Those will hammer the still-too-high US Dollar Index, extending its mean-reversion bear.  A weaker dollar will unleash that pent-up gold-futures buying, rekindling gold’s powerful upleg.  Interestingly its technicals remain great despite recent months’ lingering pullback fueling bearish sentiment.  Gold is climbing again, rallying off major support at its 200-day moving average.  With some futures buying, it will be off to the races.

Gold’s stalled upleg reigniting will fuel big gains in the gold miners’ stocks.  Since their earnings amplify gold price trends, the majors dominating GDX tend to leverage material gold moves by 2x to 3x.  Like gold, GDX has suffered a considerable selloff in recent months.  But this strong gold-stock upleg is still grinding higher on balance, ready to mean revert back up into its uptrend channel as gold prices recover.

Following gold, GDX also broke down below its uptrend’s support line on recent months’ massive US Dollar Index rally.  But the major gold stocks’ 200dma failed, which would be ominous if they didn’t just mirror and amplify gold.  Once the yellow metal turns decisively higher on that gold-futures buying, the gold stocks will follow leveraging that upside.  Within a couple weeks, GDX will shoot back into its upleg’s uptrend.

When gold reverses out of mid-upleg pullbacks on gold-futures buying, the gold stocks just skyrocket.  That last happened not long ago, when GDX soared 34.4% in just 1.2 months into mid-April!  A similar mean-reversion surge from this leading gold-stock ETF’s latest interim low in mid-August would catapult it back up near $37.  That would be way up into its uptrend channel, nearly challenging upper resistance.

Gold blasted 12.6% higher in that same late-February to mid-April timeframe on big gold-futures mean-reversion buying.  So GDX leveraged its gains over 2.7x, making for a profitable ride.  Another is coming on the same Fed-dovish dollar-hitting gold-futures-buying dynamic, likely soon.  While gold and the miners are plagued with bearish sentiment now, that will dissipate fast as gold resumes powering higher again.

After this week’s Fed-hawkish-surprise 2024 dots, gold again closed at $1,931.  That was 2.2% above its dollar-surge-fueled latest interim low of $1,889 in mid-August, before gold resumed overcoming the dollar.  Few traders seem to realize gold’s nominal all-time-record closing high of $2,062 from early August 2020 is already within striking distance.  Regaining it would merely require a total 9.2% mean-reversion rally.

That’s considerably smaller than its spring one following this upleg’s prior healthy pullback, which actually extended to 13.2% into early May.  Once gold challenges then surpasses new nominal records, that changes everything for gold and gold stocks.  Bullish financial-media gold coverage will explode, fueling widespread interest in chasing its gains!  Capital inflows will soar as traders flock back, accelerating the upside.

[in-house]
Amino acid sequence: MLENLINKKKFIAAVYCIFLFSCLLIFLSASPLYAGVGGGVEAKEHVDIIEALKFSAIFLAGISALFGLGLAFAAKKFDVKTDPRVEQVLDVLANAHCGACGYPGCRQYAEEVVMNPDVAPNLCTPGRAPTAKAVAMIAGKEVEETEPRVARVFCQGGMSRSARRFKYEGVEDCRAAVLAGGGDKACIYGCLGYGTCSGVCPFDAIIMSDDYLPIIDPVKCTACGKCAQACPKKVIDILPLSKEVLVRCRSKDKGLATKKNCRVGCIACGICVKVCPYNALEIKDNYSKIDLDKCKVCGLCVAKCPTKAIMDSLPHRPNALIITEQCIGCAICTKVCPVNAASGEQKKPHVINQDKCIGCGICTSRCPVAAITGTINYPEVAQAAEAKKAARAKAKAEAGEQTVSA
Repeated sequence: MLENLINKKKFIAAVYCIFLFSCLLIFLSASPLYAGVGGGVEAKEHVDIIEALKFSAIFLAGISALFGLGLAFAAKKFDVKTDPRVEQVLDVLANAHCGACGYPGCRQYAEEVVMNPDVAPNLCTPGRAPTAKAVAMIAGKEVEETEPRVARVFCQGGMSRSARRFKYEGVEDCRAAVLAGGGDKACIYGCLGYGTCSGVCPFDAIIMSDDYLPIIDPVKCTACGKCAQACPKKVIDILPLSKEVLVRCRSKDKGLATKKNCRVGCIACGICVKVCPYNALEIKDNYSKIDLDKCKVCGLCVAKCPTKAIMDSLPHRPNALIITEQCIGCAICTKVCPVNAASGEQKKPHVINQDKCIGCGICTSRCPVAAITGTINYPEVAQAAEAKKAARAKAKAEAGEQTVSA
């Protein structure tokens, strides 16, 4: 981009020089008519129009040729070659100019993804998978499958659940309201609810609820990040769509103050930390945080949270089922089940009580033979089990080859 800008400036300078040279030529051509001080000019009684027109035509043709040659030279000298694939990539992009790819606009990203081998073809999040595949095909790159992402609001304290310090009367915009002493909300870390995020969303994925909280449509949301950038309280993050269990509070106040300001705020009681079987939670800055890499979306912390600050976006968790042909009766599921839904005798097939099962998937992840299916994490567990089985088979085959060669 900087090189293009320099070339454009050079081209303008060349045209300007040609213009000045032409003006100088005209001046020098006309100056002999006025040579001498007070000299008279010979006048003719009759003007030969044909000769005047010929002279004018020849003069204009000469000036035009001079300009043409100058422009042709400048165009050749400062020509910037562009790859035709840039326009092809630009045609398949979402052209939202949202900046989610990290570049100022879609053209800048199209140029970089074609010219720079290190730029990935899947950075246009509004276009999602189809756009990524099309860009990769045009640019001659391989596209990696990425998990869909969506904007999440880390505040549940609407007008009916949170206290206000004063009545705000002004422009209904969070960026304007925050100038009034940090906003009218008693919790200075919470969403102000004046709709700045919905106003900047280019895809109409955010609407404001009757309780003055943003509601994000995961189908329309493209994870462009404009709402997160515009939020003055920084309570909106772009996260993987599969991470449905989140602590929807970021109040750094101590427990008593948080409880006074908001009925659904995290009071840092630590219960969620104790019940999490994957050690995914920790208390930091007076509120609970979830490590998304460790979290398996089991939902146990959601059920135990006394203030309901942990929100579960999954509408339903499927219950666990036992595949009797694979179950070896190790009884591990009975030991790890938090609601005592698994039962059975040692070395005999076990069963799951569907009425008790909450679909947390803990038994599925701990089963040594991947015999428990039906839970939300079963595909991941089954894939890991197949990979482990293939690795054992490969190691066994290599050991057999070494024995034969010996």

Ever since this gold upleg was born a year ago, I’ve argued it should ultimately best 40%.  Up 26.3% at best so far, it is already the biggest gold upleg by far since a pair of mighty 42.7% and 40.0% ones both peaking in 2020.  40% gains would carry gold way up near $2,275, way into new-record-high territory that would radically increase gold’s attractiveness to traders.  GDX should rally 80% to 120%+ in that scenario.

Again at best its upleg had surged 63.9% in mid-April, but has slumped back to mere 35.8% gains as of mid-week.  To hit 120%, GDX would have to soar over $48 which is another 62% higher from current levels!  That’s a lot of potential upside, well worth positioning for.  The fundamentally-superior smaller mid-tier and junior gold stocks we have long specialized in would see much-bigger gains than GDX like usual.

So anyone with a contrarian bone in their body should be salivating at this opportunity to buy gold stocks cheap before everything changes.  The Fed is done or almost done hiking, so both the USDX and gold are due to mean revert sharply.  Higher gold prices will fuel big gold-stock gains, particularly as traders start to focus on new record highs in gold.  Great gold stocks could easily double or triple as this plays out!

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The bottom line is gold and its miners’ stocks just nicely weathered another hawkish FOMC surprise.  Top Fed officials slashed their 2024 rate-cut outlook in half, extending the US dollar’s massive bear rally.  Yet gold only retreated modestly, with speculators’ gold-futures positioning already quite bearish.  Those gold-price-dominating traders have way more room to buy than sell, which is very bullish for gold and gold stocks.

With the FOMC effectively done hiking, hawkish surprises will soon give way to dovish ones.  Traders will be looking for cuts, increasingly interpreting economic data as justifying them.  That will hit the lofty US dollar, unleashing big gold-futures buying driving gold much higher.  As gold stocks amplify its gains, sector excitement will mount with new record highs in sight.  That will attract lots of capital, accelerating the upside.